Thorsen, S. U., Jakobsen, C., Cohen, A., Lundqvist, M., Thygesen, L. C., Pipper, C., ... Svensson, J. (2016). Perinatal vitamin D levels are not associated with later risk of developing pediatric-onset inflammatory bowel disease: a Danish case-cohort study. Scandinavian Journal of Gastroenterology, 51(8), pp. 927-33. doi:10.3109/00365521.2016.1144218.
Thorsen SU, et al. Perinatal Vitamin D Levels Are Not Associated With Later Risk of Developing Pediatric-onset Inflammatory Bowel Disease: a Danish Case-cohort Study. Scand J Gastroenterol. 2016;51(8):927-33. PubMed PMID: 26872831.
* Article titles in AMA citation format should be in sentence-case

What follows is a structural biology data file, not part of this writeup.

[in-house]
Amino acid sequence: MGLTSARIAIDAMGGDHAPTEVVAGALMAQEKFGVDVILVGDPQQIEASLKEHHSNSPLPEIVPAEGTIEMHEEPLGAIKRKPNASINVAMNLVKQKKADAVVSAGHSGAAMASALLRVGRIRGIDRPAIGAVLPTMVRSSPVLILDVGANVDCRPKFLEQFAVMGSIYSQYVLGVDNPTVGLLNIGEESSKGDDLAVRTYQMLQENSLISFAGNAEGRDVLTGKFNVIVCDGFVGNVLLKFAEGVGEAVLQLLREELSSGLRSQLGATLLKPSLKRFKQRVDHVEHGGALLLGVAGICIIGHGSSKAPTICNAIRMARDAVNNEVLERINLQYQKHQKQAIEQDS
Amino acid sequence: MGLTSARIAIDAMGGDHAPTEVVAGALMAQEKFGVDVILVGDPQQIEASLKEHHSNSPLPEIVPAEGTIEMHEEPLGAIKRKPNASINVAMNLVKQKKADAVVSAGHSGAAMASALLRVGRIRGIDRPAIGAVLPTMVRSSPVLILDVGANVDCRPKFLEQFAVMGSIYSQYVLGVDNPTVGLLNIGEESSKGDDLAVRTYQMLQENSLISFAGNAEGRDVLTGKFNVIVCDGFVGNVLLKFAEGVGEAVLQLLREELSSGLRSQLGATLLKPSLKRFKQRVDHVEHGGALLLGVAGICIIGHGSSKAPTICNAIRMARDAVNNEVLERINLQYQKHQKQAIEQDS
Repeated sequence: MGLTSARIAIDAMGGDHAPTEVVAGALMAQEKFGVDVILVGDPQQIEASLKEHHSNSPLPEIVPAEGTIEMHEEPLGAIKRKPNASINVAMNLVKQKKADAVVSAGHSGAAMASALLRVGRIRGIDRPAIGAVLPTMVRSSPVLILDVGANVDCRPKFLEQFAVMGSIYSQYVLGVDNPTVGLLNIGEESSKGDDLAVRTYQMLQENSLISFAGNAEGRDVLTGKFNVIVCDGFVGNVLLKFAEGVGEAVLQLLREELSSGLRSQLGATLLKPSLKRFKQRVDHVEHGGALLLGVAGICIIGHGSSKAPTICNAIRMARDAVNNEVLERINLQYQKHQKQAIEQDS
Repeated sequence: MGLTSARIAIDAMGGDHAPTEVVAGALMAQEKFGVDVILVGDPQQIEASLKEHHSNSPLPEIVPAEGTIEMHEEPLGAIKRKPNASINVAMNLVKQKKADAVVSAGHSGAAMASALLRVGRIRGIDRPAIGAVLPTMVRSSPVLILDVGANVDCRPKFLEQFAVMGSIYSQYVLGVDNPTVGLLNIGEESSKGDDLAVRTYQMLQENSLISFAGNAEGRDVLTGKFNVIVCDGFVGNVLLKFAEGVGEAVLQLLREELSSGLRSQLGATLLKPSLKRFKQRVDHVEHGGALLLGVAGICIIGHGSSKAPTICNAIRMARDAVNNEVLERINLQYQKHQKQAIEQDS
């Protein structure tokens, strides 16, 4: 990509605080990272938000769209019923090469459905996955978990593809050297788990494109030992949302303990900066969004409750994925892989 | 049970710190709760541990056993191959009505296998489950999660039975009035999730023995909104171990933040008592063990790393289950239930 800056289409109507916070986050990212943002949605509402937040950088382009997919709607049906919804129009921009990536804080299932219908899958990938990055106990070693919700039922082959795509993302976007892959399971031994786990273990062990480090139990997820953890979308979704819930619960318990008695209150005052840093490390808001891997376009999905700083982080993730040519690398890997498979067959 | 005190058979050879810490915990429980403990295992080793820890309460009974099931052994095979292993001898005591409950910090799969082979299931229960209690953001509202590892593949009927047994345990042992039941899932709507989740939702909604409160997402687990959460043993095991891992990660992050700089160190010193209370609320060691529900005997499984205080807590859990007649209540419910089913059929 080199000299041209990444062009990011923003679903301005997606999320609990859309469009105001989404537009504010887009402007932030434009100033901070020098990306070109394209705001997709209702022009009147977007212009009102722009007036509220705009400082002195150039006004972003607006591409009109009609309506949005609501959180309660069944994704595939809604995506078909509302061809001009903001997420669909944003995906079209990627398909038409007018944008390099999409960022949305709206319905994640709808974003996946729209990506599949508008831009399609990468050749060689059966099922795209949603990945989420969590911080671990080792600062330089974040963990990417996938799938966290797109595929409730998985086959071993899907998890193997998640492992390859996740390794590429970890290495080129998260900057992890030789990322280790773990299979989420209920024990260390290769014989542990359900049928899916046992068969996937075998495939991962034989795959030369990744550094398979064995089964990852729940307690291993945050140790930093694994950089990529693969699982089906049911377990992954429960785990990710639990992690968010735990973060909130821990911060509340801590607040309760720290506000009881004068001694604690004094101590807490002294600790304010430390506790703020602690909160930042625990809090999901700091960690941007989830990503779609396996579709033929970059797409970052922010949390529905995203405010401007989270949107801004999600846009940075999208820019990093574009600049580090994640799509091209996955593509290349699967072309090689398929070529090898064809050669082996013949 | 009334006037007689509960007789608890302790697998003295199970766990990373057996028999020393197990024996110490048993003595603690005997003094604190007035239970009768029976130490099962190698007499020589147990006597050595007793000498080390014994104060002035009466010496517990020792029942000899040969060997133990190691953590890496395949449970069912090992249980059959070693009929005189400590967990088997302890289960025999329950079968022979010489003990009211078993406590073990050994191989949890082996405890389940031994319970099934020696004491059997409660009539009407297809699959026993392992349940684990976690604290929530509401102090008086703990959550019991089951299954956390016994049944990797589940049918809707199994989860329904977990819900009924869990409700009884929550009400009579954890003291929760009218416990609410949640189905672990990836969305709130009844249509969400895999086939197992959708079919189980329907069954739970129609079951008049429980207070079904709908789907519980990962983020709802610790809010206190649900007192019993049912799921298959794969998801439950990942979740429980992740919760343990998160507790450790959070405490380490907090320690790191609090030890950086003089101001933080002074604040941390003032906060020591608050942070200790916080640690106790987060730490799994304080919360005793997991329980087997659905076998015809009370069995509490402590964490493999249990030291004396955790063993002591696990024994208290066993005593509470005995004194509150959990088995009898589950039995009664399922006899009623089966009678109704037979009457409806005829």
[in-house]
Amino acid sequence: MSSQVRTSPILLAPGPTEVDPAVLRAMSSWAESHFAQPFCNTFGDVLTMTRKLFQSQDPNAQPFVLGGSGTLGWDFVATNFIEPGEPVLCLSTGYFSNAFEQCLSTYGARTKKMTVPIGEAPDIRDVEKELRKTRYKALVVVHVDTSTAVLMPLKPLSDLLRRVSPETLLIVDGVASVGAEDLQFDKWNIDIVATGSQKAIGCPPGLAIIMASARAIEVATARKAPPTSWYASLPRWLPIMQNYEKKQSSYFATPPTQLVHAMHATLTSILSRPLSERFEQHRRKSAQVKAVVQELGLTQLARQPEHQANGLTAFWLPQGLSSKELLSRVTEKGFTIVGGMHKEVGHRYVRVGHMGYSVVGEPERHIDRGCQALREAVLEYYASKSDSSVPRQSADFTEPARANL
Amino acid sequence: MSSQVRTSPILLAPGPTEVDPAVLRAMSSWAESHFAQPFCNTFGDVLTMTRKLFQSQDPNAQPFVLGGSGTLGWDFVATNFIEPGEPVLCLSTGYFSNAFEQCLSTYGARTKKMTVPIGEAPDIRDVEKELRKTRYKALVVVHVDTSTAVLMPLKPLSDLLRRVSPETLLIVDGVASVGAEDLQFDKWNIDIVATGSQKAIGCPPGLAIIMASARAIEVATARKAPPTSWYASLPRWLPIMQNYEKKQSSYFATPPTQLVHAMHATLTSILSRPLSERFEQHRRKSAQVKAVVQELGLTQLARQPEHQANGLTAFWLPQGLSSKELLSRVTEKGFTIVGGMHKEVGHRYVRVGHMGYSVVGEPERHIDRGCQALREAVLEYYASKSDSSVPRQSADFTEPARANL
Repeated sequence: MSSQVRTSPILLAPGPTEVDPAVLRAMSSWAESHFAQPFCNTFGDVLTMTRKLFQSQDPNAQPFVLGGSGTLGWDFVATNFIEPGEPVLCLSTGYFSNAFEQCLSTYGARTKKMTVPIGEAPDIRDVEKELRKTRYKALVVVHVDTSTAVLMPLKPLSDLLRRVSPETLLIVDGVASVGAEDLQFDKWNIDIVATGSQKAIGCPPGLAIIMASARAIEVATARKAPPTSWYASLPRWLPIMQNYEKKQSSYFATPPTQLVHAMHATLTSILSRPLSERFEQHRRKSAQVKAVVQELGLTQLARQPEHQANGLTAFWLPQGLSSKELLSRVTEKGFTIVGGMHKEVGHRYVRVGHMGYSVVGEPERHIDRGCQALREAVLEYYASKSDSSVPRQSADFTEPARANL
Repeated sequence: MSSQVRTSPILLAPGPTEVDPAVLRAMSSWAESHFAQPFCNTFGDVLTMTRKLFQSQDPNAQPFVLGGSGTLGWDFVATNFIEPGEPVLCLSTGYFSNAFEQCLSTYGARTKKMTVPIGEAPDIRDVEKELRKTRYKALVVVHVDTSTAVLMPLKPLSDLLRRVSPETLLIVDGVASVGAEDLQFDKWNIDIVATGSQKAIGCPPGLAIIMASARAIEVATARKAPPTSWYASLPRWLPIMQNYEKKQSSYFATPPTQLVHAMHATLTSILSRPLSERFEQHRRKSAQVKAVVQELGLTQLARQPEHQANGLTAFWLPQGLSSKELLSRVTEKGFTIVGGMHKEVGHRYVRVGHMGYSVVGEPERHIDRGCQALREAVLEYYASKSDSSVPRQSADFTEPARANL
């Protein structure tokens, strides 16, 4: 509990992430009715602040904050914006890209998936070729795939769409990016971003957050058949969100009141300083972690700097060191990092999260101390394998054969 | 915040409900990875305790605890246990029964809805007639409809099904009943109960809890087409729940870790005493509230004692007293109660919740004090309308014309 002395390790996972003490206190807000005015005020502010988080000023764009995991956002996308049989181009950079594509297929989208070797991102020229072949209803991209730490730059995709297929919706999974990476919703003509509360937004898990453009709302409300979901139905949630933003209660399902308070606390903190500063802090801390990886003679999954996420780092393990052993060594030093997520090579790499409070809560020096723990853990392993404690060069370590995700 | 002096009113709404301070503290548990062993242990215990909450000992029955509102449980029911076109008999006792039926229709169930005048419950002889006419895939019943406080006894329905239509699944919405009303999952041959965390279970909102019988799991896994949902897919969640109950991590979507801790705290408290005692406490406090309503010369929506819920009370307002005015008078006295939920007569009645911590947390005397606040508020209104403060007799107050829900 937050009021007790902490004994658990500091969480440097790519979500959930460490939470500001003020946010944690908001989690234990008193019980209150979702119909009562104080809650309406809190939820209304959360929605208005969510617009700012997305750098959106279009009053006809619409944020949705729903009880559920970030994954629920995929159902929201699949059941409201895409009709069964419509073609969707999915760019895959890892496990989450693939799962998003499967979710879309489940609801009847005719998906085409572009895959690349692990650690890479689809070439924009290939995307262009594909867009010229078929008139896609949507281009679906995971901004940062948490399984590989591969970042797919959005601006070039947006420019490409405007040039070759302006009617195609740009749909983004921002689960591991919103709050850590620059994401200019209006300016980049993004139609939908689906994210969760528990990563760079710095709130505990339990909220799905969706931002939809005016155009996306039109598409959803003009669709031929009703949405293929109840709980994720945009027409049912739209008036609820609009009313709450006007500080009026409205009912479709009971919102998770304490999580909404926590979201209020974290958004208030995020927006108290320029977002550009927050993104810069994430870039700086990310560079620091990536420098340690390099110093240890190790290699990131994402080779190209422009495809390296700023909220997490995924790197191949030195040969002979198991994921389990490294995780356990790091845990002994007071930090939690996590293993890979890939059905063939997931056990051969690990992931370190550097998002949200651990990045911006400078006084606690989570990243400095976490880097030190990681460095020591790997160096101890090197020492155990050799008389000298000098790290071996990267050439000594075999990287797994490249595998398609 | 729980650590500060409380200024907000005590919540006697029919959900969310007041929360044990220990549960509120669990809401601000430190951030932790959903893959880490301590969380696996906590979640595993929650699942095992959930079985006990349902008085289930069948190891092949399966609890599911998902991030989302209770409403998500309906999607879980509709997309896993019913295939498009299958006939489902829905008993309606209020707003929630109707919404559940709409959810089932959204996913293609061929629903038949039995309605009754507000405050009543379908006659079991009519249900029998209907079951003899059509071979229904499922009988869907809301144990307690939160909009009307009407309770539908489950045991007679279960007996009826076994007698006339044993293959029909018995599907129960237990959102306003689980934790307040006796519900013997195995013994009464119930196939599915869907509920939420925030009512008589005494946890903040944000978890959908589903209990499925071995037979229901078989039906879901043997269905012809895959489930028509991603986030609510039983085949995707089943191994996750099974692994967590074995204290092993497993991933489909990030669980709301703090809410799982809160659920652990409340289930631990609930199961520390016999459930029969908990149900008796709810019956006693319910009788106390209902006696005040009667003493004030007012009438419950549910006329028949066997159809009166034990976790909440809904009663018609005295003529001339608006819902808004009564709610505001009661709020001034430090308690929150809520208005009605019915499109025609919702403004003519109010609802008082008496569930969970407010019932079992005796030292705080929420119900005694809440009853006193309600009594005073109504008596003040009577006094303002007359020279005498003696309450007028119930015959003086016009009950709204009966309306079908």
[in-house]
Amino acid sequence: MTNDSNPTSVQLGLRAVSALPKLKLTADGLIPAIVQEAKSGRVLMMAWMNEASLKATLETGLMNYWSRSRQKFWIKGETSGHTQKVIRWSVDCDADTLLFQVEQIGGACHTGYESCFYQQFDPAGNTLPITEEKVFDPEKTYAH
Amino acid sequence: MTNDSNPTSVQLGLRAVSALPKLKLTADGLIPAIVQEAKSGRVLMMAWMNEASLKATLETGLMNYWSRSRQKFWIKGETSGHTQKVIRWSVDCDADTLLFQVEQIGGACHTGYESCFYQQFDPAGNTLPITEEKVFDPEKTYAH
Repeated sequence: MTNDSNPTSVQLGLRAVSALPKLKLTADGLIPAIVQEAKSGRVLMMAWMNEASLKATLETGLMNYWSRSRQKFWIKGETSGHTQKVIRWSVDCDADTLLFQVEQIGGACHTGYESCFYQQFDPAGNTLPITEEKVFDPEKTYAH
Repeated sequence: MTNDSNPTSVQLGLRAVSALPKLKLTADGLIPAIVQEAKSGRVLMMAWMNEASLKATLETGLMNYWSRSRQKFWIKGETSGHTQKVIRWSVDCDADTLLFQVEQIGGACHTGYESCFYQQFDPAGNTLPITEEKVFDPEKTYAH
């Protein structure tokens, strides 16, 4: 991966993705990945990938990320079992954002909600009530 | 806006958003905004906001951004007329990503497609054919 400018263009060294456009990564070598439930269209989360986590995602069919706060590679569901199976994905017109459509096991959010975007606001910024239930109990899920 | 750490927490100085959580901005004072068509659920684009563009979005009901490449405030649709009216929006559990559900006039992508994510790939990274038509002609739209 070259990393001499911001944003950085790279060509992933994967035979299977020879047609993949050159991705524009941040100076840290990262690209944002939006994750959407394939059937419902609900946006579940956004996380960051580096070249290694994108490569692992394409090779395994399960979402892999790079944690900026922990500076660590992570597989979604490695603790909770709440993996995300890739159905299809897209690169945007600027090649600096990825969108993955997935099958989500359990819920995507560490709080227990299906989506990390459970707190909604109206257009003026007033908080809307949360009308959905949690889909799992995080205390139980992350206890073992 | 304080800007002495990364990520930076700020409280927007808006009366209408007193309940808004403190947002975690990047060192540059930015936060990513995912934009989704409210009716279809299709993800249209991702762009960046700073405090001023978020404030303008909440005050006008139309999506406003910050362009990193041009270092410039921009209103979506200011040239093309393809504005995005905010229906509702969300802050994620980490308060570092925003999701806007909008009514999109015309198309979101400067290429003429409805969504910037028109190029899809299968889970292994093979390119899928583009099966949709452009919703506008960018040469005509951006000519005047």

TY - JOUR T1 - Perinatal vitamin D levels are not associated with later risk of developing pediatric-onset inflammatory bowel disease: a Danish case-cohort study. AU - Thorsen,Steffen U, AU - Jakobsen,Christian, AU - Cohen,Arieh, AU - Lundqvist,Marika, AU - Thygesen,Lau C, AU - Pipper,Christian, AU - Ascherio,Alberto, AU - Svensson,Jannet, Y1 - 2016/02/12/ PY - 2016/2/14/entrez PY - 2016/2/14/pubmed PY - 2017/4/25/medline KW - Autoimmunity KW - epidemiology KW - inflammatory bowel diseases KW - vitamin D SP - 927 EP - 33 JF - Scandinavian journal of gastroenterology JO - Scand. J. Gastroenterol. VL - 51 IS - 8 N2 - Objective Basic and epidemiologic studies on inflammatory bowel disease (IBD) have suggested an association between vitamin D and IBD risk. Though, the literature on IBD - especially pediatric-onset IBD - and vitamin D is still in its cradle. We therefore wanted to examine if levels of 25(OH)D at birth were associated with increased risk of developing pediatric-onset IBD. Material and methods A case-cohort study composed of cases diagnosed with Crohn's disease, ulcerative colitis or indeterminate/unclassified colitis and healthy controls. Cases and controls were matched on date of birth and were born in the period 1981-2004. Cases were diagnosed before the age of 18 years. The concentration of 25(OH)D was assessed from neonatal dried blood spots using a highly sensitive liquid chromatography tandem mass spectrometry. Odds ratios (OR) were calculated using conditional logistic regression and two-way ANOVA were used to test for season and birth year 25(OH)D variations. A total of 384 matched pairs were included in the statistical analyses. Results No significant association were found between levels of 25(OH)D and IBD risk in the adjusted model (OR [95% CI] (per 25 nmol/L increase), 1.12 [0.88; 1.42], p = 0.35). 25(OH)D levels were found to fluctuate significantly with season (p < 0.001) and year (p < 0.001). Median/Q1-Q3 values for 25(OH)D were 27.1/16.5-39.5 nmol/L for cases and 25.7/16.1-39.4 nmol/L for controls. Conclusion Our study do not suggest that a window of vulnerability exist around time of birth in regards to 25(OH)D levels and later pediatric-onset IBD risk. SN - 1502-7708 UR - https://www.unboundmedicine.com/medline/citation/26872831/Perinatal_vitamin_D_levels_are_not_associated_with_later_risk_of_developing_pediatric_onset_inflammatory_bowel_disease:_a_Danish_case_cohort_study_ L2 - http://www.tandfonline.com/doi/full/10.3109/00365521.2016.1144218 DB - PRIME DP - Unbound Medicine ER -